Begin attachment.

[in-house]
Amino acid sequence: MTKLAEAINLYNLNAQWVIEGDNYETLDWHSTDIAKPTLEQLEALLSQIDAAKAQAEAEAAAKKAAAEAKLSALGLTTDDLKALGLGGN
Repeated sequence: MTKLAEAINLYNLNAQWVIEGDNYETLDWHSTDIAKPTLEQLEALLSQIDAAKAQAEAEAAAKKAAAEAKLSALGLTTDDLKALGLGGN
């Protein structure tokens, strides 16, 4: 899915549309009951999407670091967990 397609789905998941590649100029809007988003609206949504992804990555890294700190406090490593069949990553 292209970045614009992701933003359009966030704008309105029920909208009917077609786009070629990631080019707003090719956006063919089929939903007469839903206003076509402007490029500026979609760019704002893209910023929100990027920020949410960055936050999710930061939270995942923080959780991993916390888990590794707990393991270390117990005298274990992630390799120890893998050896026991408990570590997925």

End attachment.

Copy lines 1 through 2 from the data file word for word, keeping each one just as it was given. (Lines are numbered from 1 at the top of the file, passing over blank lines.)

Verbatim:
[in-house]
Amino acid sequence: MTKLAEAINLYNLNAQWVIEGDNYETLDWHSTDIAKPTLEQLEALLSQIDAAKAQAEAEAAAKKAAAEAKLSALGLTTDDLKALGLGGN